"Low-end disruption" occurs when the rate at which products improve exceeds the rate at which customers can adopt the new performance. Therefore, at some point the performance of the product overshoots the needs of certain customer segments. At this point, a disruptive technology may enter the market and provide a product which has lower performance than the incumbent but which exceeds the requirements of certain segments, thereby gaining a foothold in the market.

In low-end disruption, the disruptor is focused initially on serving the least profitable customer, who is happy with a good enough product. This type of customer is not willing to pay premium for enhancements in product functionality. Once the disruptor has gained foot hold in this customer segment, it seeks to improve its profit margin. To get higher profit margins, the disruptor needs to enter the segment where the customer is willing to pay a little more for higher quality. To ensure this quality in its product, the disruptor needs to innovate. The incumbent will not do much to retain its share in a not so profitable segment, and will move up-market and focus on its more attractive customers. After a number of such encounters, the incumbent is squeezed into smaller markets than it was previously serving. And then finally the disruptive technology meets the demands of the most profitable segment and drives the established company out of the market.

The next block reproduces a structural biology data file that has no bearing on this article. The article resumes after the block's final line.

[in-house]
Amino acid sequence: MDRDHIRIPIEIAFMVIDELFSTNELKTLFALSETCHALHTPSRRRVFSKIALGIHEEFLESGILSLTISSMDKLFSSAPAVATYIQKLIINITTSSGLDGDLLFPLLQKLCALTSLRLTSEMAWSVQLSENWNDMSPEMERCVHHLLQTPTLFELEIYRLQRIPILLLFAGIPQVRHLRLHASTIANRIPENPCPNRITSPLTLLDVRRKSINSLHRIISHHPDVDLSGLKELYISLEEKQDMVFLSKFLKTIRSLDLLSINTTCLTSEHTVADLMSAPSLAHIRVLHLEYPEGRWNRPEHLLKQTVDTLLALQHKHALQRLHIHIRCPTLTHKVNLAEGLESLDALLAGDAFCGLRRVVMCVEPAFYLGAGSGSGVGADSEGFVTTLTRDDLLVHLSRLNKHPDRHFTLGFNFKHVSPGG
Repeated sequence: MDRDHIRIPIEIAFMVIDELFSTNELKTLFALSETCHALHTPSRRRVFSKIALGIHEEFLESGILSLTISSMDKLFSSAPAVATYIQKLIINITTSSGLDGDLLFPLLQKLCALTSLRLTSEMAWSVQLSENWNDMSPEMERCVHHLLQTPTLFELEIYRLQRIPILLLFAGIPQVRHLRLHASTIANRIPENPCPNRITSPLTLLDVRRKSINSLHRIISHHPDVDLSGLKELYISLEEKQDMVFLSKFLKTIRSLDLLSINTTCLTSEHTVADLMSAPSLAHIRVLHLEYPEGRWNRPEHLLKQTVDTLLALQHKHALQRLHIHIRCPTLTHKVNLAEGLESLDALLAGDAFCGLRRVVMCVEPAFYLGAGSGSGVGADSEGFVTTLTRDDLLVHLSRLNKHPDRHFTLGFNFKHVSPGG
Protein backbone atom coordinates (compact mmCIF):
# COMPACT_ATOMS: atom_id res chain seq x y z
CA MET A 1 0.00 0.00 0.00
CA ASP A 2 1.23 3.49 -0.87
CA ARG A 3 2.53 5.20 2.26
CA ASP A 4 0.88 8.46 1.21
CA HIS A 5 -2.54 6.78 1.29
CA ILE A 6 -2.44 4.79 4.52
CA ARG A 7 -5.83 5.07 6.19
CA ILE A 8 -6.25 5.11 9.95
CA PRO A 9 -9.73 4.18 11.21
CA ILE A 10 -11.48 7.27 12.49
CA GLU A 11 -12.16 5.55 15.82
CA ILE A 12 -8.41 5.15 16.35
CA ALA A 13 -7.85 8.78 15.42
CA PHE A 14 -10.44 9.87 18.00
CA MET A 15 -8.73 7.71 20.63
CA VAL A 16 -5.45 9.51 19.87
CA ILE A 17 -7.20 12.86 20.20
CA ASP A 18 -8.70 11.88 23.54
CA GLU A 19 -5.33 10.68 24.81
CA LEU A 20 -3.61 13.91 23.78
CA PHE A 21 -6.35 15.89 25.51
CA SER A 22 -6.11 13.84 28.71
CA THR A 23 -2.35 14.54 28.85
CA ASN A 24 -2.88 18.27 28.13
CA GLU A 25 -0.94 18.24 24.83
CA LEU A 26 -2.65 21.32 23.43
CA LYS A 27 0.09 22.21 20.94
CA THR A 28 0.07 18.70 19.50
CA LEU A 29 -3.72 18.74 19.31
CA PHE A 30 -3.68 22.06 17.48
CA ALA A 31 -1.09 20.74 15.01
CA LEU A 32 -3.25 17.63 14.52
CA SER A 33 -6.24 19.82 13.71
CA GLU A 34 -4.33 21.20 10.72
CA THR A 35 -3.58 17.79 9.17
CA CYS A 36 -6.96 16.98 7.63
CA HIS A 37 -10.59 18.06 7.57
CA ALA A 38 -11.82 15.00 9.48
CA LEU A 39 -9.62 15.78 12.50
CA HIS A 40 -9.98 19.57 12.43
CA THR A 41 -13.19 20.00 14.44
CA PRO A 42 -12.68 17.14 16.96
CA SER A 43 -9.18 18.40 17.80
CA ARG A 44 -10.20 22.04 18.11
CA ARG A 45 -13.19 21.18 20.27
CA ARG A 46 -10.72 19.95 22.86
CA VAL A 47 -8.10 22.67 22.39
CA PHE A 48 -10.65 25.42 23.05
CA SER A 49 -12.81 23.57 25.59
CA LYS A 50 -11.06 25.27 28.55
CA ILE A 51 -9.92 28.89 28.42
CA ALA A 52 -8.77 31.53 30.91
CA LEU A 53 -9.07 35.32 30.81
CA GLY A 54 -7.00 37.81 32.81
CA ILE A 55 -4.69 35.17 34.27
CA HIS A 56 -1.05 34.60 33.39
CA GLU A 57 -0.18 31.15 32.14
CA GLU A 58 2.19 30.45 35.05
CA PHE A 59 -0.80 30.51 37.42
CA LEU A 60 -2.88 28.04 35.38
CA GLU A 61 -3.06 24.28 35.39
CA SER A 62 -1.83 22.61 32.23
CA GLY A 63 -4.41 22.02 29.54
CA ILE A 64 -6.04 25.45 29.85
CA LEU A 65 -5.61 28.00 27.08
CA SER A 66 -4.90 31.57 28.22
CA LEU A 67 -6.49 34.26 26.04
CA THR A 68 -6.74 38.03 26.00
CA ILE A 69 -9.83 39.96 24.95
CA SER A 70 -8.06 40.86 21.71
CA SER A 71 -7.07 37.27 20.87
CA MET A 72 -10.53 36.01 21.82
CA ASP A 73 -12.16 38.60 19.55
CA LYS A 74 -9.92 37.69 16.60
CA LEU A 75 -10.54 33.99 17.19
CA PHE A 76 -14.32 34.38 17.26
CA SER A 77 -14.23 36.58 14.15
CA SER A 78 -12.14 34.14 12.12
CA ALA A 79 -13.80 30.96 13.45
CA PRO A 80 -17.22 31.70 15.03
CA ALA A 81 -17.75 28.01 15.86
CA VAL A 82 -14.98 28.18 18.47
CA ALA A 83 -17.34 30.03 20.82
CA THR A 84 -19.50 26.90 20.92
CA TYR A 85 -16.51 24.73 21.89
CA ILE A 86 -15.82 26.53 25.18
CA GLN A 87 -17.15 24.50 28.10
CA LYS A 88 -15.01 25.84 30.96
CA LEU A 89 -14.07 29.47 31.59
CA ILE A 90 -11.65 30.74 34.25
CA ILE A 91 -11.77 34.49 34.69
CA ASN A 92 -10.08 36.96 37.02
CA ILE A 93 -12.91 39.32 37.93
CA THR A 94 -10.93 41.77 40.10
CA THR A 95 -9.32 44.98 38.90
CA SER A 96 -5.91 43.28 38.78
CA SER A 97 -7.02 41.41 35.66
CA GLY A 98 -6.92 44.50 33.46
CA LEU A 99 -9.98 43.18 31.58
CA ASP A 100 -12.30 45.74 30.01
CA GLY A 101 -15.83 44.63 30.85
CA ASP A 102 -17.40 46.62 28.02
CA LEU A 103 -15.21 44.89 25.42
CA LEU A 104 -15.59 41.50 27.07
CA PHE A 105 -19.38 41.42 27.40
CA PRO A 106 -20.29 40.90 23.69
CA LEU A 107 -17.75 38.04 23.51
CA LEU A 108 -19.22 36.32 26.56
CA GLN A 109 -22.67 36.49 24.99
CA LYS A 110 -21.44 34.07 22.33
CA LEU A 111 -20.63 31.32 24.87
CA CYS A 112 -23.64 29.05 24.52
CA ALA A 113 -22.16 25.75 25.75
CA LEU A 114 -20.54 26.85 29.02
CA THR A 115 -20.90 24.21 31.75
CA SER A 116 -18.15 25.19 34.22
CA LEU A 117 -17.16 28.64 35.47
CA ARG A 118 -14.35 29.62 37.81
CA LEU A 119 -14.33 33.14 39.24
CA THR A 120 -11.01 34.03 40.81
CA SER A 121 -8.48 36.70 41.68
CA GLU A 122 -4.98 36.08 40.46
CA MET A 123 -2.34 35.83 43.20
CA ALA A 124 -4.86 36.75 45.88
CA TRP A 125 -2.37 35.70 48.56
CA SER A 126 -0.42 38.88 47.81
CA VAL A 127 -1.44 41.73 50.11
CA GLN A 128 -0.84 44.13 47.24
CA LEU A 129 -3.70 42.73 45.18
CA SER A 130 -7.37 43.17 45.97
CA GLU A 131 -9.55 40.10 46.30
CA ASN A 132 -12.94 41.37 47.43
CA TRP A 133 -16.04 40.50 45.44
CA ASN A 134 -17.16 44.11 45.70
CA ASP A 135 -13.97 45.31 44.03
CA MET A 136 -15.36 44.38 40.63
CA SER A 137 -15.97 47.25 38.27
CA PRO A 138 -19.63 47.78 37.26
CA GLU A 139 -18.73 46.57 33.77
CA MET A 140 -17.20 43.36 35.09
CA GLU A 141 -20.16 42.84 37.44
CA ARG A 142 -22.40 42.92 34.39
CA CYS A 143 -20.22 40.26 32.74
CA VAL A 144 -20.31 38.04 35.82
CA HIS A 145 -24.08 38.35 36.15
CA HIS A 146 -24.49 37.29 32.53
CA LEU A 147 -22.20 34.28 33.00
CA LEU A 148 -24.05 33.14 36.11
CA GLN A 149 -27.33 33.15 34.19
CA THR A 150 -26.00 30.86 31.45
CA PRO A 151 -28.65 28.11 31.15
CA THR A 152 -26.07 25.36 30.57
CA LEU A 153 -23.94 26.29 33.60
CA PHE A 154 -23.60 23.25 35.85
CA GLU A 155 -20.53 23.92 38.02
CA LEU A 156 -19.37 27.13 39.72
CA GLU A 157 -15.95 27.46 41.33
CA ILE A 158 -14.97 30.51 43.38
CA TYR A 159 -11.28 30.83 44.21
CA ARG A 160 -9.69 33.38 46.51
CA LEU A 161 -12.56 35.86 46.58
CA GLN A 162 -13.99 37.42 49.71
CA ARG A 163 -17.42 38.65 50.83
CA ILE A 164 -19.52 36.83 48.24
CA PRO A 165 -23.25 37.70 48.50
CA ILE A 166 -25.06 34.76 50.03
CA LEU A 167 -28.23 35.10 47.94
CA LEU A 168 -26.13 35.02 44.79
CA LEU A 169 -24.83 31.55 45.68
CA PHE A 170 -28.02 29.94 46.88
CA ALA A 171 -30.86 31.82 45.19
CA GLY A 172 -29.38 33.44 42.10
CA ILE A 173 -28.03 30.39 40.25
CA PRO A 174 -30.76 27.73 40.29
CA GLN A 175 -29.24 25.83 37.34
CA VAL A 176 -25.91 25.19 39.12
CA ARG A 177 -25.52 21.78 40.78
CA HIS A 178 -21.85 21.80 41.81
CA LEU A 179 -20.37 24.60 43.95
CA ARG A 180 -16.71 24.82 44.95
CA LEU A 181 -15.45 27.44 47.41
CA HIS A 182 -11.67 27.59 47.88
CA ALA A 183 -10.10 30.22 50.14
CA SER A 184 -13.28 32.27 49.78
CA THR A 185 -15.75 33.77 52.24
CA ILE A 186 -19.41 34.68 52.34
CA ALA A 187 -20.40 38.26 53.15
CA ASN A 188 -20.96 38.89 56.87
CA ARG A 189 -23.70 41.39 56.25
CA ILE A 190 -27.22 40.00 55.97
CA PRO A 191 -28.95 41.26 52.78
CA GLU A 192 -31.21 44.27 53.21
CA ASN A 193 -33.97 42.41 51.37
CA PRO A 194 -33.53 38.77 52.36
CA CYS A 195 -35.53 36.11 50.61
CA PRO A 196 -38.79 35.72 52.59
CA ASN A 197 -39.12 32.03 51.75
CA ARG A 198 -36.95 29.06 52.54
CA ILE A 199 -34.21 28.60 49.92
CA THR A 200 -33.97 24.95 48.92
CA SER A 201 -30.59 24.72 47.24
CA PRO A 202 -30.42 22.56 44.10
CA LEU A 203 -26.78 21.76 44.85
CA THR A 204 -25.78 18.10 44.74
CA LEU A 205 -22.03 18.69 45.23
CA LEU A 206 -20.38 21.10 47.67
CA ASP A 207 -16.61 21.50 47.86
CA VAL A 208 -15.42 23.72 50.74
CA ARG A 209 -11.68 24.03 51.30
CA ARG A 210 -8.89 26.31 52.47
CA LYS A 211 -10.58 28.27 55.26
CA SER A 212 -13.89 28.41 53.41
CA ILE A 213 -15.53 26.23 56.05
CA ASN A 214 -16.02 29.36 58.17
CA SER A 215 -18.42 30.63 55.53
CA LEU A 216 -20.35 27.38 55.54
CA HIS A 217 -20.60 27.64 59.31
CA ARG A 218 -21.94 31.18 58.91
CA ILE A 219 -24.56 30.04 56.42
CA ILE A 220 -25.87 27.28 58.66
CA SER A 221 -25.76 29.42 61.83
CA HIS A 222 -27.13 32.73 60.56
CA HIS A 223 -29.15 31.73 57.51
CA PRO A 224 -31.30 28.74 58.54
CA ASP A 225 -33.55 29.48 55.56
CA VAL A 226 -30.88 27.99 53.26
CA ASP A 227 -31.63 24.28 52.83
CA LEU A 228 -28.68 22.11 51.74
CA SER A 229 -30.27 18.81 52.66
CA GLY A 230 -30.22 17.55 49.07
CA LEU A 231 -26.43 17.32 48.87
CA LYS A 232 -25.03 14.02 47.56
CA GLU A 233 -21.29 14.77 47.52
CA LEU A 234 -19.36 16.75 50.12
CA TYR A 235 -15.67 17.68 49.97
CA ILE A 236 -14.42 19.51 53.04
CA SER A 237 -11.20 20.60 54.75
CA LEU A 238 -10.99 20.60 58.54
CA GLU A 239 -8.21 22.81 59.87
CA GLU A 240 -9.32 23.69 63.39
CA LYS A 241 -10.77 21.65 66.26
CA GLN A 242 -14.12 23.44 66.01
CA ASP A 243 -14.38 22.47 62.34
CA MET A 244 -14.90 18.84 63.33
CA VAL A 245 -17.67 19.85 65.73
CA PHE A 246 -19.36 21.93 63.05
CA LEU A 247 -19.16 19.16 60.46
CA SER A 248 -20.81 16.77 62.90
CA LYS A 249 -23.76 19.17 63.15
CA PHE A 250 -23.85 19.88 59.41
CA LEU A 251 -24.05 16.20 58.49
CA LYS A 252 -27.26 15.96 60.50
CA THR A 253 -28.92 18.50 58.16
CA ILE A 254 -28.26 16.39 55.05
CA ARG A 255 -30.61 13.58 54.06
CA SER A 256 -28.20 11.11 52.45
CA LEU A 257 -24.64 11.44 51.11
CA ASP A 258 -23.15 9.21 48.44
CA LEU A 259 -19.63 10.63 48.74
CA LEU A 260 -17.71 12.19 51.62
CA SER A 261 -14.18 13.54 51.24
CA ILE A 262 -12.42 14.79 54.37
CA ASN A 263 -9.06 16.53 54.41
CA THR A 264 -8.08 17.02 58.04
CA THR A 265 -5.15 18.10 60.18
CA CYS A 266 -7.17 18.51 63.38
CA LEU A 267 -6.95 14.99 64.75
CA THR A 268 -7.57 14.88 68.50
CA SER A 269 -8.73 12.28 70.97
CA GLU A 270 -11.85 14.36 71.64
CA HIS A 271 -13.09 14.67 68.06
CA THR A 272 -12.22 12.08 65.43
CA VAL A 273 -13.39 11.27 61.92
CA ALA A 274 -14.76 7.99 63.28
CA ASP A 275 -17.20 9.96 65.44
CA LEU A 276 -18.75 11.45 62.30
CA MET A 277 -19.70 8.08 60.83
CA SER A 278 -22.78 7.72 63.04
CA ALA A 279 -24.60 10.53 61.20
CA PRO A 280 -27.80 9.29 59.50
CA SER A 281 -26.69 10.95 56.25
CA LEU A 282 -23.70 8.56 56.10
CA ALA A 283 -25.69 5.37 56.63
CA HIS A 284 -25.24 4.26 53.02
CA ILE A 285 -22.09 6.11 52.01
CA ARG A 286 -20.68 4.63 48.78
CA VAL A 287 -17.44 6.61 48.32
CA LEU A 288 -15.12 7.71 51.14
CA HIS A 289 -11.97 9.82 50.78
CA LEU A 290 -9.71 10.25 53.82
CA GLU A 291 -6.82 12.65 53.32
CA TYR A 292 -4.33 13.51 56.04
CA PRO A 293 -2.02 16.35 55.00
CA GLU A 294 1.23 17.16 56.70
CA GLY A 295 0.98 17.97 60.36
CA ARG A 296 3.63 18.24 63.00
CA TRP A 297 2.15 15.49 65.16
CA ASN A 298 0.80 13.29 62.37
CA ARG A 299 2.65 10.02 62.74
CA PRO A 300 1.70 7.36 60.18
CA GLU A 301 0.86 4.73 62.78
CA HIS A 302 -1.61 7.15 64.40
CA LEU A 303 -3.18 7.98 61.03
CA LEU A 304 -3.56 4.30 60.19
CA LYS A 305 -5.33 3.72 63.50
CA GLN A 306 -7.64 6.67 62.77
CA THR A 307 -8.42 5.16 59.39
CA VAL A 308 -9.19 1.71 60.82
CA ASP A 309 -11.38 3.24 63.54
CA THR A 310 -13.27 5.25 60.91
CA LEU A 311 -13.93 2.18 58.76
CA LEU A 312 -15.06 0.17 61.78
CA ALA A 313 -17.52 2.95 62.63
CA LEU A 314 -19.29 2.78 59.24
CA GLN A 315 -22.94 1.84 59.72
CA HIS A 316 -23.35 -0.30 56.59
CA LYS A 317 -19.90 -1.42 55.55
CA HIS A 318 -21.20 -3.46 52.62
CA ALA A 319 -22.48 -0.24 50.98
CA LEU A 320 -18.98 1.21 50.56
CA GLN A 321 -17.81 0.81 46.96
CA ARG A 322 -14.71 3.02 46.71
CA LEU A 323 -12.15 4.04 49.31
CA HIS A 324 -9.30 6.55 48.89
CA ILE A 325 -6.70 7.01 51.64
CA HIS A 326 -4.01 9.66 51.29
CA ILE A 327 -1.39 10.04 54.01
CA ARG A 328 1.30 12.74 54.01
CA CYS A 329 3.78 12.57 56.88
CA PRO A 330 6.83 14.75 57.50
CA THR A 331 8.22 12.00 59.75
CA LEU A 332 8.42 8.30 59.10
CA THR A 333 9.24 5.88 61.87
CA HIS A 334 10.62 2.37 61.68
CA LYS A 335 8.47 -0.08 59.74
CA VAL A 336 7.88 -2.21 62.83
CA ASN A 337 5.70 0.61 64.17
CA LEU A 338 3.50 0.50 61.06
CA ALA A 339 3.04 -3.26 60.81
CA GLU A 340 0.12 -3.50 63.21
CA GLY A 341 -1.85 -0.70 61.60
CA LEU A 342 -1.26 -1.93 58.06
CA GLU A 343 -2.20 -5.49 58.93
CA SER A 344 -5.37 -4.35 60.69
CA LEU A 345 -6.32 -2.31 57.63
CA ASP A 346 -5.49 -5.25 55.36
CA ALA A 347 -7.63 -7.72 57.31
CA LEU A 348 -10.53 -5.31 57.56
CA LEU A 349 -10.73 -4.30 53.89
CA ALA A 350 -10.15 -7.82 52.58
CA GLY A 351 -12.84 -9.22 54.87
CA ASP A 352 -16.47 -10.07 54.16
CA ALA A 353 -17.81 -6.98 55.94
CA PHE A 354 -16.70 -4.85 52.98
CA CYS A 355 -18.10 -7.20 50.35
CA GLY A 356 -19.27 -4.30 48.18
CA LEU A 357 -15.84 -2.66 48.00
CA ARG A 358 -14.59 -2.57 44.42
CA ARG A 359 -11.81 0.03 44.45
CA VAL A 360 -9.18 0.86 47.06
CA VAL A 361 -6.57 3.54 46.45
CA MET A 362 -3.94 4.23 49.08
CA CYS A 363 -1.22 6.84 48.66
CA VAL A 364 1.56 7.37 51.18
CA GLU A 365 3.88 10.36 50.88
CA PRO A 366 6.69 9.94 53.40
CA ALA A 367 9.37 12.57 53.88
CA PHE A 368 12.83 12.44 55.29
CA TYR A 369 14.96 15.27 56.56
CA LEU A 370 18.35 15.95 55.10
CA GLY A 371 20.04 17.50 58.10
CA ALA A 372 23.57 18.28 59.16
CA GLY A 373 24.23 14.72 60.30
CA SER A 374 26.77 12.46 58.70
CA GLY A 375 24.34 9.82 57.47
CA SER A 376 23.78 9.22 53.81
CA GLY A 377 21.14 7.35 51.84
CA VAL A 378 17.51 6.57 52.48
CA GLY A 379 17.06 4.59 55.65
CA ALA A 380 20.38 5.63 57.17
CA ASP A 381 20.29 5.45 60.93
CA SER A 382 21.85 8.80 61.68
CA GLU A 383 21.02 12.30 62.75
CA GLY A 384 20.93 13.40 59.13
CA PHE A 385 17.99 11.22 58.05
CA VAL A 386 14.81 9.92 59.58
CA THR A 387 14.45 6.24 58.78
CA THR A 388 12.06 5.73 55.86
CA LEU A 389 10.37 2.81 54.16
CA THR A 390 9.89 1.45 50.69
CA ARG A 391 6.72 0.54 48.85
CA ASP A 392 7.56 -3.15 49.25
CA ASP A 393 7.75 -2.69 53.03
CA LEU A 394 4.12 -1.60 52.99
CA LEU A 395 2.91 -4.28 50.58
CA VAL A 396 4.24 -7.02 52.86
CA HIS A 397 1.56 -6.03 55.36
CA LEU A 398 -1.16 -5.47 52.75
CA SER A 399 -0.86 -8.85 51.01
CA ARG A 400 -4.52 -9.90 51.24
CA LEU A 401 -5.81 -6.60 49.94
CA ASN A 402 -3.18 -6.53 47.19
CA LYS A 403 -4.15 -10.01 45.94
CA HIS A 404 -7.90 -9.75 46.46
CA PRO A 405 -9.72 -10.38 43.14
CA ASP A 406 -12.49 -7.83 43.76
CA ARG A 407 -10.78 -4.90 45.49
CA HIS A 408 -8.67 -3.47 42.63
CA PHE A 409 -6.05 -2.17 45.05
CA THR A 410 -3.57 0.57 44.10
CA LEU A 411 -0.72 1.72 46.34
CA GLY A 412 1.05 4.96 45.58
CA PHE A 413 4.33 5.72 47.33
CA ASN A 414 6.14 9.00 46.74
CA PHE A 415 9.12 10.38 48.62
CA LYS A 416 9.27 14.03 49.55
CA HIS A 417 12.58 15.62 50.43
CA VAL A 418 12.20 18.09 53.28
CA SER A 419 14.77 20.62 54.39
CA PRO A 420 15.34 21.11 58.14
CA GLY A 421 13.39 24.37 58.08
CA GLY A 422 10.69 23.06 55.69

"New market disruption" occurs when a product fits a new or emerging market segment that is not being served by existing incumbents in the industry. The Linux operating system (OS) when introduced was inferior in performance to other server operating systems like Unix and Windows NT. But the Linux OS is inexpensive compared to other server operating systems. After years of improvements Linux is now installed in 87.8% of the worlds 500 fastest supercomputers.[5]